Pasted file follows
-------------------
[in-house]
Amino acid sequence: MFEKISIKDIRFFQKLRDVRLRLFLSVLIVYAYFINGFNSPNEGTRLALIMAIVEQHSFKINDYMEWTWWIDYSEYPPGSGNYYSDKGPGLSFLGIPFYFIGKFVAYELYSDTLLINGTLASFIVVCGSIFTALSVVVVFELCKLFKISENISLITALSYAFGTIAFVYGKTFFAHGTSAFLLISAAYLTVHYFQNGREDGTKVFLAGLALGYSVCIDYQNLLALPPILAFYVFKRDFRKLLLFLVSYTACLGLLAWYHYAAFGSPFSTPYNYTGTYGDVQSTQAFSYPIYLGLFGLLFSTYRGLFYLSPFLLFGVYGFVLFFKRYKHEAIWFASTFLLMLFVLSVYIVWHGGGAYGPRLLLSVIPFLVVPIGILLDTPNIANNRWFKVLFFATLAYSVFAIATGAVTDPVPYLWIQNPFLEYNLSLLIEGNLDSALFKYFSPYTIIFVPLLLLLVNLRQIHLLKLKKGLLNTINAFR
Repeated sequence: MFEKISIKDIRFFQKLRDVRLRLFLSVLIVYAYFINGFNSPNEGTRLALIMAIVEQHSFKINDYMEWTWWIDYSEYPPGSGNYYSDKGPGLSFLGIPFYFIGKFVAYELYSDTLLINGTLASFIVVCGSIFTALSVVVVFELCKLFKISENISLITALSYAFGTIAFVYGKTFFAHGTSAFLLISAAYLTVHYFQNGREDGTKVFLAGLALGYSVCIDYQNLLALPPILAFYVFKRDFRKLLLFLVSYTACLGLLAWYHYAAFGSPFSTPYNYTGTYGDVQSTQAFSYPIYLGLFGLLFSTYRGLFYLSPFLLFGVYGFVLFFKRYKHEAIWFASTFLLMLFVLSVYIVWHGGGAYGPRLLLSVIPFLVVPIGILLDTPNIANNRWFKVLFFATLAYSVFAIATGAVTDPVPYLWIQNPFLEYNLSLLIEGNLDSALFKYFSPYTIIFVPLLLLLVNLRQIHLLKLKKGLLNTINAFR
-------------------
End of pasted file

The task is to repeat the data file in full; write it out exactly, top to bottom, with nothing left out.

[in-house]
Amino acid sequence: MFEKISIKDIRFFQKLRDVRLRLFLSVLIVYAYFINGFNSPNEGTRLALIMAIVEQHSFKINDYMEWTWWIDYSEYPPGSGNYYSDKGPGLSFLGIPFYFIGKFVAYELYSDTLLINGTLASFIVVCGSIFTALSVVVVFELCKLFKISENISLITALSYAFGTIAFVYGKTFFAHGTSAFLLISAAYLTVHYFQNGREDGTKVFLAGLALGYSVCIDYQNLLALPPILAFYVFKRDFRKLLLFLVSYTACLGLLAWYHYAAFGSPFSTPYNYTGTYGDVQSTQAFSYPIYLGLFGLLFSTYRGLFYLSPFLLFGVYGFVLFFKRYKHEAIWFASTFLLMLFVLSVYIVWHGGGAYGPRLLLSVIPFLVVPIGILLDTPNIANNRWFKVLFFATLAYSVFAIATGAVTDPVPYLWIQNPFLEYNLSLLIEGNLDSALFKYFSPYTIIFVPLLLLLVNLRQIHLLKLKKGLLNTINAFR
Repeated sequence: MFEKISIKDIRFFQKLRDVRLRLFLSVLIVYAYFINGFNSPNEGTRLALIMAIVEQHSFKINDYMEWTWWIDYSEYPPGSGNYYSDKGPGLSFLGIPFYFIGKFVAYELYSDTLLINGTLASFIVVCGSIFTALSVVVVFELCKLFKISENISLITALSYAFGTIAFVYGKTFFAHGTSAFLLISAAYLTVHYFQNGREDGTKVFLAGLALGYSVCIDYQNLLALPPILAFYVFKRDFRKLLLFLVSYTACLGLLAWYHYAAFGSPFSTPYNYTGTYGDVQSTQAFSYPIYLGLFGLLFSTYRGLFYLSPFLLFGVYGFVLFFKRYKHEAIWFASTFLLMLFVLSVYIVWHGGGAYGPRLLLSVIPFLVVPIGILLDTPNIANNRWFKVLFFATLAYSVFAIATGAVTDPVPYLWIQNPFLEYNLSLLIEGNLDSALFKYFSPYTIIFVPLLLLLVNLRQIHLLKLKKGLLNTINAFR